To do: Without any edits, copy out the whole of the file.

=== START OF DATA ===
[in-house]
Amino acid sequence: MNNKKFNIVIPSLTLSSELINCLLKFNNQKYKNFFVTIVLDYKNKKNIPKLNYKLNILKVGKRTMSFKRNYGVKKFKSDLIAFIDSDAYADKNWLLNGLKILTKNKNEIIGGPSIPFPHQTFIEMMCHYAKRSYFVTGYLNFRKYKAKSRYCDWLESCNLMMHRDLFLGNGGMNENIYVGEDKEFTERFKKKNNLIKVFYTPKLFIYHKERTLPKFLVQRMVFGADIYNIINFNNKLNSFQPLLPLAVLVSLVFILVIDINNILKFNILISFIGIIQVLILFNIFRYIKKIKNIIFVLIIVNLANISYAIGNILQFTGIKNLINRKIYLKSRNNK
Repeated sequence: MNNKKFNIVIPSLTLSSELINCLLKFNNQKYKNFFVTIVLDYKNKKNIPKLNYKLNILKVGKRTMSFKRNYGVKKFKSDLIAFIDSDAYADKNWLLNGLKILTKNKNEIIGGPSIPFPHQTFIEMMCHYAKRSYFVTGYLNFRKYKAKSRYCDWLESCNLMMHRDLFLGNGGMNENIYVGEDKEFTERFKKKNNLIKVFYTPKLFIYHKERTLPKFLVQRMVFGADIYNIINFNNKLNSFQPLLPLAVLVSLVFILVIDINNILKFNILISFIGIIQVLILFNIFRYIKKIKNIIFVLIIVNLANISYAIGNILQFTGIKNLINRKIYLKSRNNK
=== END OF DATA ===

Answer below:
[in-house]
Amino acid sequence: MNNKKFNIVIPSLTLSSELINCLLKFNNQKYKNFFVTIVLDYKNKKNIPKLNYKLNILKVGKRTMSFKRNYGVKKFKSDLIAFIDSDAYADKNWLLNGLKILTKNKNEIIGGPSIPFPHQTFIEMMCHYAKRSYFVTGYLNFRKYKAKSRYCDWLESCNLMMHRDLFLGNGGMNENIYVGEDKEFTERFKKKNNLIKVFYTPKLFIYHKERTLPKFLVQRMVFGADIYNIINFNNKLNSFQPLLPLAVLVSLVFILVIDINNILKFNILISFIGIIQVLILFNIFRYIKKIKNIIFVLIIVNLANISYAIGNILQFTGIKNLINRKIYLKSRNNK
Repeated sequence: MNNKKFNIVIPSLTLSSELINCLLKFNNQKYKNFFVTIVLDYKNKKNIPKLNYKLNILKVGKRTMSFKRNYGVKKFKSDLIAFIDSDAYADKNWLLNGLKILTKNKNEIIGGPSIPFPHQTFIEMMCHYAKRSYFVTGYLNFRKYKAKSRYCDWLESCNLMMHRDLFLGNGGMNENIYVGEDKEFTERFKKKNNLIKVFYTPKLFIYHKERTLPKFLVQRMVFGADIYNIINFNNKLNSFQPLLPLAVLVSLVFILVIDINNILKFNILISFIGIIQVLILFNIFRYIKKIKNIIFVLIIVNLANISYAIGNILQFTGIKNLINRKIYLKSRNNK